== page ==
“This program was perfect for me. I’ve been saving for college since I was three years old.” Michaela Starkey, a junior at Arizona State University, is not only a natural-born saver but also a survivor of a very difficult childhood. Her dream of going to college was realized after discovering the Earn to Learn program and a scholarship through the Armstrong Family Foundation.

Spending much of her childhood in foster care, she found comfort and stability in depositing money into a savings account that she opened when she was just eight years old. “I would walk through a parking lot and pick up the pennies I found. These pennies and anything else that was given to me were saved and I never spent a dime. I opened my first bank account when I was eight years old with $35 worth of pennies!”

As a natural saver, she found the beginning of adulthood a challenge. “When I was 16 I graduated high school early and earned my first paycheck. I realized that the money would be needed to pay bills and I would have to start spending.” This was around the same time that she joined the Earn to Learn program and she liked that it refocused her on saving for college.

Michaela was already well on her way to knowing what she wanted to study at ASU. “I’ve always enjoyed math. It’s black and white and I found peace in the stability of it. My childhood was pretty wishywashy, but I’m right-brained and a logical thinker so I looked for things that made sense to me. My Grandma always said that I would become a lawyer, but engineering uses both my skills in math and my interest in science.” Michaela is studying industrial engineering at ASU’s Ira A. Fulton Schools of Engineering. Here she gets involved in many academic, social and service-oriented activities. As an Armstrong Family Foundation scholar, Michaela also has traveled to Mexico and Costa Rica to do community service. Through the University Service Learning program, she helped to build biodigestors for rural families in the mountains of Costa Rica. “I enjoyed giving back and learning about Costa Rica where they have a free education system through college. It sounds nice, but they have their share of problems. You have to take an exam to be admitted. If you don’t pass there aren’t many second chances.”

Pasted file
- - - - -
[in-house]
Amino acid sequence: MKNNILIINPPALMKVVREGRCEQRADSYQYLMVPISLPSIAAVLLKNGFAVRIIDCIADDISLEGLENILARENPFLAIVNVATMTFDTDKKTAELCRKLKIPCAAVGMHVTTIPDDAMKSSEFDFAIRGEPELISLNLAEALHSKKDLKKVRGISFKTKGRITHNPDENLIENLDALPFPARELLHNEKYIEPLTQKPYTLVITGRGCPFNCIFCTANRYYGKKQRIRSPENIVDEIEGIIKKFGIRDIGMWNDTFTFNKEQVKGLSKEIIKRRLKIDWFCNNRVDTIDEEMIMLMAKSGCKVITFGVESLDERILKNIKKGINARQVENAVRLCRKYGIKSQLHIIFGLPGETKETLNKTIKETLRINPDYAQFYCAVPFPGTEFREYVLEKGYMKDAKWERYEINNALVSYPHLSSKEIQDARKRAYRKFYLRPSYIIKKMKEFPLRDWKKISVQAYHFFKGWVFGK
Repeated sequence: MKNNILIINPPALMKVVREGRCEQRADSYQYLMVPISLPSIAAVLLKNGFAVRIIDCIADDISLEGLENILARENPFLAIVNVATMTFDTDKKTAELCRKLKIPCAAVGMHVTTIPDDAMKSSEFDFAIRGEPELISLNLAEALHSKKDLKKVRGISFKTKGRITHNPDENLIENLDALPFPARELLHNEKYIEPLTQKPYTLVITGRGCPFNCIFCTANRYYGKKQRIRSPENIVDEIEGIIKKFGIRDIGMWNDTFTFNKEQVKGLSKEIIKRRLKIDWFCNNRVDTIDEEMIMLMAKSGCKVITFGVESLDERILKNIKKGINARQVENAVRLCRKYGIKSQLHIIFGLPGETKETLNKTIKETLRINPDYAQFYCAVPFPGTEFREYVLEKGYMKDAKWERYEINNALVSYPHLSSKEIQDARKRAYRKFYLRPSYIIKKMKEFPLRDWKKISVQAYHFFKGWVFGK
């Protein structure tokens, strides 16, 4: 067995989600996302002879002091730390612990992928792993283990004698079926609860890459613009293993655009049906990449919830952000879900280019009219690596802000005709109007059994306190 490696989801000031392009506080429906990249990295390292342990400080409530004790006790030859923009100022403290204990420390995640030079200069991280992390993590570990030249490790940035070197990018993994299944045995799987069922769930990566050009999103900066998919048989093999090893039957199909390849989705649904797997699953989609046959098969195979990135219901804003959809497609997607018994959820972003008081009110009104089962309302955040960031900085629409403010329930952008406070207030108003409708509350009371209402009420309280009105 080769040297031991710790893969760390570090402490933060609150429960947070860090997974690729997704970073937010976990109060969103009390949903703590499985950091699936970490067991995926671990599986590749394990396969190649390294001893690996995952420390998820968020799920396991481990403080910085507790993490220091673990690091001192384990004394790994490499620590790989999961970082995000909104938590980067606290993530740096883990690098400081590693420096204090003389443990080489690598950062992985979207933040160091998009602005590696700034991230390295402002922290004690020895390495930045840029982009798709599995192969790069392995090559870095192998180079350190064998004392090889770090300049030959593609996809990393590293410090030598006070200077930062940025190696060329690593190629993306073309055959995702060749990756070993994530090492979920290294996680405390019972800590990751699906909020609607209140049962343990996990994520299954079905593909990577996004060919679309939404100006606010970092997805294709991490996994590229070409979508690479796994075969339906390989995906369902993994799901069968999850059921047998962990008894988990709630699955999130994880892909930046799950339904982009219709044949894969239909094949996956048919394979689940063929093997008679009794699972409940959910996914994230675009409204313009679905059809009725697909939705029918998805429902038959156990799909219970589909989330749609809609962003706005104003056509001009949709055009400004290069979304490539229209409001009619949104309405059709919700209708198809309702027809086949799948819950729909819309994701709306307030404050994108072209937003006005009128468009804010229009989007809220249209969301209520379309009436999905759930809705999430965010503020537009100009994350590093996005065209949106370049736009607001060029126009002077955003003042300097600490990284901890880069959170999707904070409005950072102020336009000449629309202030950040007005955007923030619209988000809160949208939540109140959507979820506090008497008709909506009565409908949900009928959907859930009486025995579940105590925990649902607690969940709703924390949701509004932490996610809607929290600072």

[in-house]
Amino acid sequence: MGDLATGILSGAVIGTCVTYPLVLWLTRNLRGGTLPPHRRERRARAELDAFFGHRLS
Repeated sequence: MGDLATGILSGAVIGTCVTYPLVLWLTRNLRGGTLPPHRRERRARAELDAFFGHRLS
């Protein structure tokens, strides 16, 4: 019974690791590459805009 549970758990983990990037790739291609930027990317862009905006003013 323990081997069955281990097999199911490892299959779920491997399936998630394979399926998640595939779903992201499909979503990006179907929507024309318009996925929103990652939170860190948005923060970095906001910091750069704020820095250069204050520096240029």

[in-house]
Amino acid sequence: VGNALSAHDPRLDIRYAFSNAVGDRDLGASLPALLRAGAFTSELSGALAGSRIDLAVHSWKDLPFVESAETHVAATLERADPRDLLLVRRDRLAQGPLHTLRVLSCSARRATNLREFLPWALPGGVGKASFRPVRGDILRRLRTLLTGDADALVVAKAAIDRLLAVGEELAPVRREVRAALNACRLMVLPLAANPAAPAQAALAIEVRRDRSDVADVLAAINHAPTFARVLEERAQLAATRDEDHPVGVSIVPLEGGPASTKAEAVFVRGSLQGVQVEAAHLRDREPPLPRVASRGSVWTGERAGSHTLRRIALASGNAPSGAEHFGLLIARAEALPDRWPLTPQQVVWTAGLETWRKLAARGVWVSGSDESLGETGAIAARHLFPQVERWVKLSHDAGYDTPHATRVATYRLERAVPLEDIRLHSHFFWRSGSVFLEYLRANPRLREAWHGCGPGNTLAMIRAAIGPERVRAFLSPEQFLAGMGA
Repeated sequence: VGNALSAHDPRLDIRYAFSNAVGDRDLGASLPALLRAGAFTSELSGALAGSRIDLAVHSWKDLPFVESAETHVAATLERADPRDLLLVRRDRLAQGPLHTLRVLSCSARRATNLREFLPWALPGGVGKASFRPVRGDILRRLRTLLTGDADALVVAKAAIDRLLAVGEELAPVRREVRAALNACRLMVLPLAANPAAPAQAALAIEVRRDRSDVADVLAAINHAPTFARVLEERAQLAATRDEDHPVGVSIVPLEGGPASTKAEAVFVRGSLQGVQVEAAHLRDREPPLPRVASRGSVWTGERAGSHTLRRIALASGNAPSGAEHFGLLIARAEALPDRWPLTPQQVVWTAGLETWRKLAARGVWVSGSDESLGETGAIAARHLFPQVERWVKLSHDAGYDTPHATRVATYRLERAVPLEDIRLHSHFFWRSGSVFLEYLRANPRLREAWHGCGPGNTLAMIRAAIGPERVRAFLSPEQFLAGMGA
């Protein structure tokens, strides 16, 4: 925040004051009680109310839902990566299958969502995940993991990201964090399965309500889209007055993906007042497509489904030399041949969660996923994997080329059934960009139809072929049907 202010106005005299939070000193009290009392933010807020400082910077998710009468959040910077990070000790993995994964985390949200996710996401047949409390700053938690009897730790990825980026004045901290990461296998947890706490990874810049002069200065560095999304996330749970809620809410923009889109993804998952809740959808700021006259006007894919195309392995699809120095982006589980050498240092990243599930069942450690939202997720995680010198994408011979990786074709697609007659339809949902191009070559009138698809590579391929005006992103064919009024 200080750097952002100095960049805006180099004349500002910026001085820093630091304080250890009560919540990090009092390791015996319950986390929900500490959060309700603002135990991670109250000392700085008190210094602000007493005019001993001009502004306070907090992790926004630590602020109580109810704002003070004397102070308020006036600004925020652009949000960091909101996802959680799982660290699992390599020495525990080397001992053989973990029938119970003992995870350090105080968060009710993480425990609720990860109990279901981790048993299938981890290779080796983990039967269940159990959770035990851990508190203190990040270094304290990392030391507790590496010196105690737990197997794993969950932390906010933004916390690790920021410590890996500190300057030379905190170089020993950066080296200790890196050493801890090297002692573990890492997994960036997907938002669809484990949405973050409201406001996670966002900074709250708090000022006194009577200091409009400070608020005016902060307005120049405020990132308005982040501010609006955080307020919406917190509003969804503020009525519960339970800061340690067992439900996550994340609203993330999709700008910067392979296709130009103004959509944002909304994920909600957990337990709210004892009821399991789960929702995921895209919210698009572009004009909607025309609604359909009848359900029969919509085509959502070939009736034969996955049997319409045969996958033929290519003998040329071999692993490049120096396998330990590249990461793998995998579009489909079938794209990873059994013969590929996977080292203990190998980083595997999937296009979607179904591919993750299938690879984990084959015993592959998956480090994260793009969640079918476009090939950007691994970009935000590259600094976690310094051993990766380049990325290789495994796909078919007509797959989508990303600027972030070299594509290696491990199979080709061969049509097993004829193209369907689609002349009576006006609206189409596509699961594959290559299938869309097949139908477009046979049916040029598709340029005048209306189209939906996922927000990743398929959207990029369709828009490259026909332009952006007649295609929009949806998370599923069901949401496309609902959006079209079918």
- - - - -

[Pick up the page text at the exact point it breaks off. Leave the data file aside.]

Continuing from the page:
Michaela shared her own frustration in the college application process after being rejected for many of the scholarships and grants she applied for as she attempted to realize her dream. “I submitted about 55 separate applications, but nothing came through. Then my Grandma found Earn to Learn and things started looking up.” Despite a tumultuous upbringing, her grandmother was a constant in her life. “She supported the idea of saving, following my dreams, but also making sure they were realistic. I am doing all of this for her, but also for me so that I can give back to her and show her that all her efforts have paid off.”

Michaela’s resume of activities and accomplishments, paired with a positive and optimistic attitude, are extremely impressive. When she is not giving back or hitting the books hard, Michaela can be found working to create a greater sense of community on the ASU campus. As a student employee she supports the Devils on Mill tailgate event. “I get to connect to my inner Sun Devil while helping to create the best tailgate event ever.” She also works as a Community Assistant through ASU’s on-campus housing program. “I love my job and the opportunity to help freshman students in the engineering program. As a junior I have the perspective to give them the tools they need to be successful. It’s like a summer camp that never ends.” It is certain that Michaela is the perfect person to help students persevere and take on the grand challenges that college brings to students.

Posted on: January 12, 2017